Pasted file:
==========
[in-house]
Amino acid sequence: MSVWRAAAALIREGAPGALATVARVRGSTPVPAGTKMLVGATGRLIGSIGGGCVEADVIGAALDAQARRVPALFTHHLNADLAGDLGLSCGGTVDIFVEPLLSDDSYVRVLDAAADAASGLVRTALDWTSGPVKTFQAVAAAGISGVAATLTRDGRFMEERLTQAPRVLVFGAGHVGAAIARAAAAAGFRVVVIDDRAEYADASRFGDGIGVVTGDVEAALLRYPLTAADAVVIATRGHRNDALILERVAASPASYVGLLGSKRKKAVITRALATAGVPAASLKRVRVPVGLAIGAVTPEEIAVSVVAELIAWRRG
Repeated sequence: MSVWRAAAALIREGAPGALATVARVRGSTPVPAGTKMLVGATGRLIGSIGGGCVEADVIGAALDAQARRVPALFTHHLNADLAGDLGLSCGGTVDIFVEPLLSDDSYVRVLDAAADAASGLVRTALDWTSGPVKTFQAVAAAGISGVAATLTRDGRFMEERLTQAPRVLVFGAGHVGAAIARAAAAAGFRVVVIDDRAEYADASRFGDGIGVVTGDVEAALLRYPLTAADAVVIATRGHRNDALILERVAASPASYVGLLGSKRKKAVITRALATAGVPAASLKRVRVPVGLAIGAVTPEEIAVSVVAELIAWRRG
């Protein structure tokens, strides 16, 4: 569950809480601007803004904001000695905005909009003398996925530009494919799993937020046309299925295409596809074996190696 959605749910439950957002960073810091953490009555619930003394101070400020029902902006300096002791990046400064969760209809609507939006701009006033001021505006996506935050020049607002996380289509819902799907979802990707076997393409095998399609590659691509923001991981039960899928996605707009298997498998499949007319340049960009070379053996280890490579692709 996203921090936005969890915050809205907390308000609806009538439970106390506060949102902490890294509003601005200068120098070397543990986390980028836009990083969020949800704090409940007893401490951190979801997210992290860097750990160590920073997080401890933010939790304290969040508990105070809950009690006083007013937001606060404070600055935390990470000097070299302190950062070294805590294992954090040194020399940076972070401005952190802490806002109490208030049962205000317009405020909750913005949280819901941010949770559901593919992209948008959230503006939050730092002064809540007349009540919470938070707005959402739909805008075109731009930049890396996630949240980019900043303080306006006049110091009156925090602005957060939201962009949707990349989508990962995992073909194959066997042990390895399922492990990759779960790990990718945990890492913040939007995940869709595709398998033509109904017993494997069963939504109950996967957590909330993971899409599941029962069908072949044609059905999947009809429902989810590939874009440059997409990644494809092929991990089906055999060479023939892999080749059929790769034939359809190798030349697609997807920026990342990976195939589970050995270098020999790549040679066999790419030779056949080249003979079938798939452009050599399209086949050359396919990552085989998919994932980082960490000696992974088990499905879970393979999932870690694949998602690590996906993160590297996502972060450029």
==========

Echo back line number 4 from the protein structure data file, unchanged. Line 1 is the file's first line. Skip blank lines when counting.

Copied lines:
């Protein structure tokens, strides 16, 4: 569950809480601007803004904001000695905005909009003398996925530009494919799993937020046309299925295409596809074996190696 959605749910439950957002960073810091953490009555619930003394101070400020029902902006300096002791990046400064969760209809609507939006701009006033001021505006996506935050020049607002996380289509819902799907979802990707076997393409095998399609590659691509923001991981039960899928996605707009298997498998499949007319340049960009070379053996280890490579692709 996203921090936005969890915050809205907390308000609806009538439970106390506060949102902490890294509003601005200068120098070397543990986390980028836009990083969020949800704090409940007893401490951190979801997210992290860097750990160590920073997080401890933010939790304290969040508990105070809950009690006083007013937001606060404070600055935390990470000097070299302190950062070294805590294992954090040194020399940076972070401005952190802490806002109490208030049962205000317009405020909750913005949280819901941010949770559901593919992209948008959230503006939050730092002064809540007349009540919470938070707005959402739909805008075109731009930049890396996630949240980019900043303080306006006049110091009156925090602005957060939201962009949707990349989508990962995992073909194959066997042990390895399922492990990759779960790990990718945990890492913040939007995940869709595709398998033509109904017993494997069963939504109950996967957590909330993971899409599941029962069908072949044609059905999947009809429902989810590939874009440059997409990644494809092929991990089906055999060479023939892999080749059929790769034939359809190798030349697609997807920026990342990976195939589970050995270098020999790549040679066999790419030779056949080249003979079938798939452009050599399209086949050359396919990552085989998919994932980082960490000696992974088990499905879970393979999932870690694949998602690590996906993160590297996502972060450029």